Theme – Ground Water


G.V. Suresh1, G.J. Chakrapani1 and R. Ramesh2

1 Department of Earth Sciences Indian Institute of Technology, Roorkee- 247667

2 Institute of ocean Management Anna University, Chennai - 600025

Surface water sourses are normally a major source of recharge to the groundwater system and consequently, a possible source of contamination of groundwater, when these water courses are polluted as it often happens in an urban environment. Several ephemeral streams/rivers traverse the Chennai city. The Adyar river flows across the Chennai city and is heavily polluted by means of municipal and industrial waste waters. An attempt has been made here to study the present status of pollution in the river and the possible influence on the groundwater of the adjacent areas. The study revealed high concentrations of Nitrite, Ammonium and Phosphate in the river and groundwater, and in many locations in the city. The study clearly showed the influence of river water on groundwater quality. Correlation analysis between river and groundwater suggest that the contamination of groundwater at many places towards downstream might be due to the pollution of river by a few point sources like outlets from industrial units and untreated sewer drains from human settlements located in the upstream areas. The easterly hydraulic gradient might also have favored the downstream migration of contaminants.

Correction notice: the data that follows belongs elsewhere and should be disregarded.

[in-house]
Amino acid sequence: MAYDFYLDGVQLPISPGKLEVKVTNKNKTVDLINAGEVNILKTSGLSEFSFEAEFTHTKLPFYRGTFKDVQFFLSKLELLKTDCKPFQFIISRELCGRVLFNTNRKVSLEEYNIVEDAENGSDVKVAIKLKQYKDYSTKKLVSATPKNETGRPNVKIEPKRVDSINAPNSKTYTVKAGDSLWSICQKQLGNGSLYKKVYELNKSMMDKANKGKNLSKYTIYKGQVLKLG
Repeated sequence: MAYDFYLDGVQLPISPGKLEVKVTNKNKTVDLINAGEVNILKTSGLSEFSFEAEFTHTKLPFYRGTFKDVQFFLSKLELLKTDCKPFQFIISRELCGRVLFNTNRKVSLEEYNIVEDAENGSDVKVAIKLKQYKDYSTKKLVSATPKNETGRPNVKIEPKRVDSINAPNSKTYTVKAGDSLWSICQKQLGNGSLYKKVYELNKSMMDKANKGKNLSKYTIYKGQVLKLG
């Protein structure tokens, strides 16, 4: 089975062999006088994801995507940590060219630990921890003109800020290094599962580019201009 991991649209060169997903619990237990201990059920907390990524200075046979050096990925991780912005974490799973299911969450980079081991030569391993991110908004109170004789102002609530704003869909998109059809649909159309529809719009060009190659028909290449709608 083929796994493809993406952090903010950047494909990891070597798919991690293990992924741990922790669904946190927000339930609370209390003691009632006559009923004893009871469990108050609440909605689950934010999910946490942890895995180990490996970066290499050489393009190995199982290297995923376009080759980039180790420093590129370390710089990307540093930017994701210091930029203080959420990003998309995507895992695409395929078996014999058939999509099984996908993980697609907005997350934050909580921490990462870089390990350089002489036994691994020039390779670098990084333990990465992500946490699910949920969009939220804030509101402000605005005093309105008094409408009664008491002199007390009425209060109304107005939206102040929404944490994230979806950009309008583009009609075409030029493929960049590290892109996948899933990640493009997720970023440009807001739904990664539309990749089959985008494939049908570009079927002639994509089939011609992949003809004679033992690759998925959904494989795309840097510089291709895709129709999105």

K. Kumaraswamy

Reader, Department of Geography, School of Earth Sciences,

Bharathidasan University, Tiruchirappalli - 620 024.

All water samples contain various salts in solution but the kind and amounts vary depending upon their sources of origin, places of their movement and the geologic-geomorphic conditions. A generalized statistics of the groundwater quality or quantity does not express which parts of the basin / area are highly favourable for development and where not. Generally, the spatial pattern of a particular salt is associated with other salts present in the parent rocks and soils of the area. Various agents of erosion and deposition like river, wind, groundwater etc., affect the higher / lower salt content of the area appreciably. Vaippar basin, a rain shadow tract in Tamil Nadu, is selected to study the spatial pattern of salinity - alkalinity levels for agricultural purposes.

To assess the groundwater quality, 82 groundwater samples have been collected throughout the basin during July and December months. The major water quality measures like EC, SAR and pH have been estimated for all the samples. Based on the modified Richard’s classification of groundwater for irrigation purposes, developed by Kumaraswamy (1984), has been used in this paper to classify the groundwater samples for agricultural purposes.